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Naples Pizza! French Horn!!

New York
Avery Fisher Hall, Lincoln Centre
07/31/2009 -  & Aug. 1
Wolfgang Amadeus Mozart: Overture to “The Magic Flute”, K. 620 – Concerto No. 18 in B flat Major, K. 456 – Symphony No. 39 in E-flat Major, K. 543
Benjamin Britten: Serenade for Tenor, Horn and Strings, op. 31

Piotr Anderszewski (Piano), Toby Spence (Tenor), Lawrence DiBello (Horn)
Mostly Mozart Festival Orchestra, Edward Gardner (Conductor)

Piotr Anderszewski (© Idéale-Audience-GrzggorzPress)

After pizza in Naples, one can’t imagine eating pizza anywhere else. After hearing Benjamin Britten’s Serenade for Tenor, Horn and Strings at the Mostly Mozart Festival last night, I cannot imagine listening to it again on a mere recording.

It wasn’t that Toby Spence and Lawrence DiBello were necessarily preferable to its original honorees, Peter Pears and Dennis Brain. But Benjamin Britten composed words, music and space as equal partners. No recording can ever catch the echoes of horn and tenor, or the swirl of strings against the chattering horn, or the final offstage epilogue given by the horn. And in this performance, Toby Spence and Lawrence DiBello offered the drama, the sounds, and above all, the space to make Britten’s nocturnal dream come very much alive.

Mr. Spence has been the British tenor de jour for several years now, a terrific actor, with a voice equally at home for Bernstein’s Candide or the Simpleton in Boris Godunov. I had never heard Mr. DiBello before. His horn-playing, though, was not only error-free (almost impossible for the instrument in such a long work), but had the variety of sounds which Britten must have longed for.

The two soloists had a paradoxical situation here. At times, as in William Blake’s Elegy, horn and tenor vied for attention, each chattering away with almost jocular abandon. In the long anonymous Dirge, the two of them became almost hysterical describing the Day of Judgment. The poem is difficult enough in Chaucerian English, but Mr. Spence gave such dramatic momentum to the verses, that one understood immediately every nuance, every fierce interdiction.

Mr. Spence has a voice with pleasant low register, but is thoroughly open at the top. Too many British tenors tend to hold back in the upper ranges, but Mr. Spence let himself go, with a stentorian color that almost equaled a trumpet call.

Mr. DiBello understood the spatial requirements instinctively, stepping back when necessary, playing that epilogue offstage as if the tender remembrance of a dream. At one point, though, after Elegy, he played a horn glissando which not even Dennis Brain could effect. It was pure glissando: closer to a violin than a clarinet or blues harmonica. Those notes were stunning in a stunning performance, helped immaculately by the strings of the Mostly Mozart Festival Orchestra.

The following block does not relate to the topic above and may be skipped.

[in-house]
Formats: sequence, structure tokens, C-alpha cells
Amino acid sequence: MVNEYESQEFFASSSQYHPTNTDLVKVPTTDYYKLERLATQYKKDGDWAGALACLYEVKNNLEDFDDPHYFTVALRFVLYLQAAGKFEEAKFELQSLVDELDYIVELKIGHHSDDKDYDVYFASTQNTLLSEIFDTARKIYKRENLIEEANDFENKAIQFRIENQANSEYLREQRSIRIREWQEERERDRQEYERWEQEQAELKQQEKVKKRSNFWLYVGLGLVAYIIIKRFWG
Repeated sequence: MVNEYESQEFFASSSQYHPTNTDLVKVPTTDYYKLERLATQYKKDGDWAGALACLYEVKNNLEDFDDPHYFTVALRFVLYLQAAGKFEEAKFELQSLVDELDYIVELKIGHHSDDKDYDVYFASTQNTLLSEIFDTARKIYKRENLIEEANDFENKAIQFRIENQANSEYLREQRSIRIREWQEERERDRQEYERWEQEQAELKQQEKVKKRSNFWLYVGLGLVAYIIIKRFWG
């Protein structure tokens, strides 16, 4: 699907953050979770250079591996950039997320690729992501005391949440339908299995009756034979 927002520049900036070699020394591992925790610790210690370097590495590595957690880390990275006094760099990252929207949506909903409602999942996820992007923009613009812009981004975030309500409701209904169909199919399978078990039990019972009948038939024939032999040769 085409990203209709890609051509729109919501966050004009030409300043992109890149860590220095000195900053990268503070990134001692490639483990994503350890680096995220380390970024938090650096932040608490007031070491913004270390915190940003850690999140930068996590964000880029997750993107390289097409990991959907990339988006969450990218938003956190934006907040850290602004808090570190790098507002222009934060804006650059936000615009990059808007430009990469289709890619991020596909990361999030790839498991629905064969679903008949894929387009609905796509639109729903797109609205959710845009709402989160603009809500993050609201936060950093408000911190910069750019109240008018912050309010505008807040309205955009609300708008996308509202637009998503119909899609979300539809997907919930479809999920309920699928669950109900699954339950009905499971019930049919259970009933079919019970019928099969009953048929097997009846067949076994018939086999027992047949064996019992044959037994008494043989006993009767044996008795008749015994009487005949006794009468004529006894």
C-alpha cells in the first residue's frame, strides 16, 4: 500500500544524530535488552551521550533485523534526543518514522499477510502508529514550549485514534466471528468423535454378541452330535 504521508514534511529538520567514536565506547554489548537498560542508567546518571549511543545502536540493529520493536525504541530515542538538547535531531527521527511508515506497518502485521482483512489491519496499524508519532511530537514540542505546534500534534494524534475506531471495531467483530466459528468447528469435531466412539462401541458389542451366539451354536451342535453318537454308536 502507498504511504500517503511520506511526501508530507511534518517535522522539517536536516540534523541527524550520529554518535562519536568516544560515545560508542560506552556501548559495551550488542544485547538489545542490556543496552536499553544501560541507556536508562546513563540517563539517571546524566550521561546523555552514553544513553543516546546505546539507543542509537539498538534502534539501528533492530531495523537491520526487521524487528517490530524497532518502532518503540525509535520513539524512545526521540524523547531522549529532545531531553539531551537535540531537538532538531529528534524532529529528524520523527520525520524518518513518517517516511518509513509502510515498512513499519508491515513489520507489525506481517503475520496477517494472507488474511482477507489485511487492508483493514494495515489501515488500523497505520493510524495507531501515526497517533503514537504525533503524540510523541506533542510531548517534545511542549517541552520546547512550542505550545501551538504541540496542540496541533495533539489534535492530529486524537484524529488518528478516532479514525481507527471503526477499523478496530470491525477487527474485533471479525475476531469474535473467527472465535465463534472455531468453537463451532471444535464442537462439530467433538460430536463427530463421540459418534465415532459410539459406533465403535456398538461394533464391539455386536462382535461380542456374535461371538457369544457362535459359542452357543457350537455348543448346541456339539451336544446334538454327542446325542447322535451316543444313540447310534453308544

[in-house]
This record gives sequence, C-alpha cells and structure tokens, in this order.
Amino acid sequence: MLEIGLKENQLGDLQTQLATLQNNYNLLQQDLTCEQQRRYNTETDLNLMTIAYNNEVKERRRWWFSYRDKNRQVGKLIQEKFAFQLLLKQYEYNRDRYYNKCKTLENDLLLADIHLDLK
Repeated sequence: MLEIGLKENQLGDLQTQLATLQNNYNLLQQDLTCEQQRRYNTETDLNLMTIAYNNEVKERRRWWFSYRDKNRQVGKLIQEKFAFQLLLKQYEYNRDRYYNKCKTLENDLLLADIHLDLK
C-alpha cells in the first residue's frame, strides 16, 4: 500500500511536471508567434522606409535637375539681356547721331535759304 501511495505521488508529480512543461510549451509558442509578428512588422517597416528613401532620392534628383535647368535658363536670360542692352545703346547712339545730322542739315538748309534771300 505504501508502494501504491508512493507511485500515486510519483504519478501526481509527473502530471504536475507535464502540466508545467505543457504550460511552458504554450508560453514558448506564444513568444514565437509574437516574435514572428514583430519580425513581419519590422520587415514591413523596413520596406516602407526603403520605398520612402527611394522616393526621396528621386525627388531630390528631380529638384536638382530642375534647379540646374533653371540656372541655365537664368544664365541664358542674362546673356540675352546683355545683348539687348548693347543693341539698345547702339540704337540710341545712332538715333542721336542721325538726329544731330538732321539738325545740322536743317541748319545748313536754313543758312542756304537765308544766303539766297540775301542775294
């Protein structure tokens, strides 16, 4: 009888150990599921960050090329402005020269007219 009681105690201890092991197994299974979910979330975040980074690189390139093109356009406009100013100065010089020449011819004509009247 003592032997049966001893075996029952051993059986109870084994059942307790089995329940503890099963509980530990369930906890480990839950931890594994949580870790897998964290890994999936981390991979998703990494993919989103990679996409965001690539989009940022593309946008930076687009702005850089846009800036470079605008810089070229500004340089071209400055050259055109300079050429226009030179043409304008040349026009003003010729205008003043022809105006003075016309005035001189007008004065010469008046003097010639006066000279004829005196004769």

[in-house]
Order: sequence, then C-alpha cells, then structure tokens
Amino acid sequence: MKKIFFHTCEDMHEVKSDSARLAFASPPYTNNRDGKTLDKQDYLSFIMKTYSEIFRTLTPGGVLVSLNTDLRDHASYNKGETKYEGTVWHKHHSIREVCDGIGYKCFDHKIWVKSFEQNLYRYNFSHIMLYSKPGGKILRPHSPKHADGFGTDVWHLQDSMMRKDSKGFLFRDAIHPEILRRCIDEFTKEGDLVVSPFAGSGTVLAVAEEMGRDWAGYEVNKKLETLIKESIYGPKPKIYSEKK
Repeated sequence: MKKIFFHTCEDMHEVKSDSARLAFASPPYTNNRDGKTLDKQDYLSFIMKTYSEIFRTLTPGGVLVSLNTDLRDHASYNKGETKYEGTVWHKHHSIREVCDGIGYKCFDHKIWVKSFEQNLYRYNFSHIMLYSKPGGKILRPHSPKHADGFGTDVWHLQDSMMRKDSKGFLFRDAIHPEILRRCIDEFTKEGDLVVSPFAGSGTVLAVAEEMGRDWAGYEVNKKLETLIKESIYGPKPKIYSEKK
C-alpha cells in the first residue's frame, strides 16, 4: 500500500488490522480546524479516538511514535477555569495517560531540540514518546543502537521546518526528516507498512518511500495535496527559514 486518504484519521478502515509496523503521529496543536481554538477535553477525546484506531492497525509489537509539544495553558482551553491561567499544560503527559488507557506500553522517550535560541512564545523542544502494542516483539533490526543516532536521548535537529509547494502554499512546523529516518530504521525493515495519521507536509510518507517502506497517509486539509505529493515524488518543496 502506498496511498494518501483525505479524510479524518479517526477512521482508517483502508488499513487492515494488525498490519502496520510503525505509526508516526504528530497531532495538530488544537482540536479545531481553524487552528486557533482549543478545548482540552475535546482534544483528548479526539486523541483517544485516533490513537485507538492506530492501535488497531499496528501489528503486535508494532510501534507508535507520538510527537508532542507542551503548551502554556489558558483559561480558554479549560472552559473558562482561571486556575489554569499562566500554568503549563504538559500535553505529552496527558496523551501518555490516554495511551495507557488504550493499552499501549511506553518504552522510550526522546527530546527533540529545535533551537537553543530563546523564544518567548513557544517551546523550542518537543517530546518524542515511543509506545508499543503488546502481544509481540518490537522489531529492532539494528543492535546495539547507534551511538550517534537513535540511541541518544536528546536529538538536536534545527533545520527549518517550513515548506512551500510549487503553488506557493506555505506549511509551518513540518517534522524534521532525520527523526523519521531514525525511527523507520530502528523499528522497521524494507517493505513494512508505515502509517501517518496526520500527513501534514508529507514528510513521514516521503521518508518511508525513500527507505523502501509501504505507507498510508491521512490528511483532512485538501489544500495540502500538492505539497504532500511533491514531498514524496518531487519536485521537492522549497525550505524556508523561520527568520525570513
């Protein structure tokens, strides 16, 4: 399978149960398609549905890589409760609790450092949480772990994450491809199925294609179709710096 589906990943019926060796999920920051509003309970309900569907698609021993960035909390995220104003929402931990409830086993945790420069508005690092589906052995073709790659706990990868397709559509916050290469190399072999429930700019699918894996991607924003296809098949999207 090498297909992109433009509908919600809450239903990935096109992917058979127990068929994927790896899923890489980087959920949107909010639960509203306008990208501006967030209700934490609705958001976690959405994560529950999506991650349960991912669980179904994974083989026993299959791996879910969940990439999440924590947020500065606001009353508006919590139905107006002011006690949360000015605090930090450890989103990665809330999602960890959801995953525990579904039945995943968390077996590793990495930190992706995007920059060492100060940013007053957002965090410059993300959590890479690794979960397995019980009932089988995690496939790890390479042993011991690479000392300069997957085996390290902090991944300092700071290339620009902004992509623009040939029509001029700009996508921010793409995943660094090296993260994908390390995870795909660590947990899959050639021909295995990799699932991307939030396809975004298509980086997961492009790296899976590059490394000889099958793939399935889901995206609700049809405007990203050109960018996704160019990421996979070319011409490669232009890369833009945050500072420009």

The orchestra had its share of good playing for the advertised star of the evening, Piotr Anderszewski. The Mozart B Flat Concerto is rarely put on the concert stage, but its great moments are honestly satisfying. It is a very big work for orchestra, and conductor Gardner made them rise to the occasion.

Mr. Anderszewski’s sensitive playing has been so bruited about that one anticipated pure poetry. That was not the case. Mr. Anderszewski played with pin-point accuracy, (albeit with some personal pausing for the opening theme), and he made that first movement sparkle. The finale, where Mozart suddenly changes keys, is always a surprise. With Mr. Anderszewski so happily involved in the jubilation of the music, that abrupt change to a minor mood was even more startling.

But the most memorable moments of all came in Mozart’s second movement variations. They can be wistful and dreamlike, as in Mr. Anderszewski’s first half of the movement. For the final variations, he delved truly deeply into the Mozart soul. The mood was unexpectedly profound. But the word “unexpected” comes with a caveat. Mr. Anderszewski always fascinates us, and his unforeseen depths are part of our expectations.

The concert began and ended with Mozart, so familiar that one can sit back and revel in its transparent genius. Mr. Gardner is a fine conductor, and his Magic Flute overture was the picture of what Elliott Carter called “The ever changing Mozart moods.” For the 39th Symphony, Mr. Gardner took some fast tempos for all four movements, but the Mostly Mozart Festival Orchestra danced along for the ride.

Harry Rolnick



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